The Minister for Justice and Equality, Frances Fitzgerald T.D. recently announced the commencement of the Criminal Justice (Spent Convictions and Certain Disclosures) Act 2016 which provides for a range of minor offences which will become spent after seven years.
Section 5 provides that where a person is convicted of an offence and a number of conditions are satisfied then the conviction may be regarded as a spent conviction. Amongst the conditions include:
(a) The person has reached the age of 18 at the date of commission of the offence in question;
(b) Not less than 7 years have passed since the effective date of the conviction;
(c) the sentence imposed by the court in respect of the conviction wasn’t an excluded sentence (including certain offences under the Road Traffic Acts, the Intoxicating Liquor Act 1988 and the Criminal Justice (Public Order) Act 1994;
(d) the person has served or undergone/complied with any sentence imposed or order made by the court in dealing with the person in respect of the conviction concerned;
(e) No more than one conviction can be regarded as a spent conviction and Section 5 wont apply to a person who has more than one conviction;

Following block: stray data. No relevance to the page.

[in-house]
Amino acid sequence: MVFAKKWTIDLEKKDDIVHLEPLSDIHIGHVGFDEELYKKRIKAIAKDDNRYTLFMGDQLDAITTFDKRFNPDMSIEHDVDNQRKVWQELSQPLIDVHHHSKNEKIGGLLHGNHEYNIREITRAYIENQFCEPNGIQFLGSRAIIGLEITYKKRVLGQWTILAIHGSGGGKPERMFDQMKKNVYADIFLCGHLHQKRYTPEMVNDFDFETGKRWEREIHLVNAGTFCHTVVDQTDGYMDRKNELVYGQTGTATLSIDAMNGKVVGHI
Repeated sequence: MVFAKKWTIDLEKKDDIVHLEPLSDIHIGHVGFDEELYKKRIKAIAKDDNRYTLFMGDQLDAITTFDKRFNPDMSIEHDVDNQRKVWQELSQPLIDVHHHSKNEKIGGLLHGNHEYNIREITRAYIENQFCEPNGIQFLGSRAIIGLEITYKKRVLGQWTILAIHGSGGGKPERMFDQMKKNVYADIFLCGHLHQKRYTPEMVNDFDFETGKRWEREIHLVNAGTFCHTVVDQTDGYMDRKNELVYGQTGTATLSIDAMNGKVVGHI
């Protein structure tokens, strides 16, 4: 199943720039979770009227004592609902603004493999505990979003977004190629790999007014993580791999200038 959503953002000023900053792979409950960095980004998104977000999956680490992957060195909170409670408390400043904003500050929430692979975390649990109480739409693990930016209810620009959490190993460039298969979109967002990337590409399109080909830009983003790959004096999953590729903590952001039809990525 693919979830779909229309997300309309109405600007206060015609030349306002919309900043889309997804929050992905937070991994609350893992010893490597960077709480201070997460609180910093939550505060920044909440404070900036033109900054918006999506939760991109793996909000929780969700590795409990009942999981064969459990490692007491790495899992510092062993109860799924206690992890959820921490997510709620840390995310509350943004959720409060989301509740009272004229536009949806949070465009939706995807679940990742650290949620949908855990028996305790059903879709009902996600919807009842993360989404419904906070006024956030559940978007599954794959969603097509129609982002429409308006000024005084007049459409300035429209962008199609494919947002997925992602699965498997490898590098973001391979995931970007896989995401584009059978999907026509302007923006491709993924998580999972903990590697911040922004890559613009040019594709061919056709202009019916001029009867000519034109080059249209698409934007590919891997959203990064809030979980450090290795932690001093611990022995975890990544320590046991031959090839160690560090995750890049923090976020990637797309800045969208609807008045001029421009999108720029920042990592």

(f) Where a person is convicted of two or more offences which are committed simultaneously or arise from the same incident and if a court imposes more than one relevant sentence in respect of those offences, the convictions will be regarded as a single conviction.
Section 6 provides that where a person who has a conviction which is regarded as a spent conviction they cannot be compelled by any rule of law or by the provisions of any agreement or arrangement to disclose that conviction or any circumstances ancillary to it. If a question is put to a person (otherwise than before a court) in relation to the spent conviction, the person can respond in accordance with the fact that the question is not regarded as applying to the spent conviction. In addition the person will not incur any liability or otherwise be prejudiced in law because they did not disclose that they had a spent conviction.
In our next blog post we will look at the various exceptions under the Act and the key provisions affecting the employment relationship.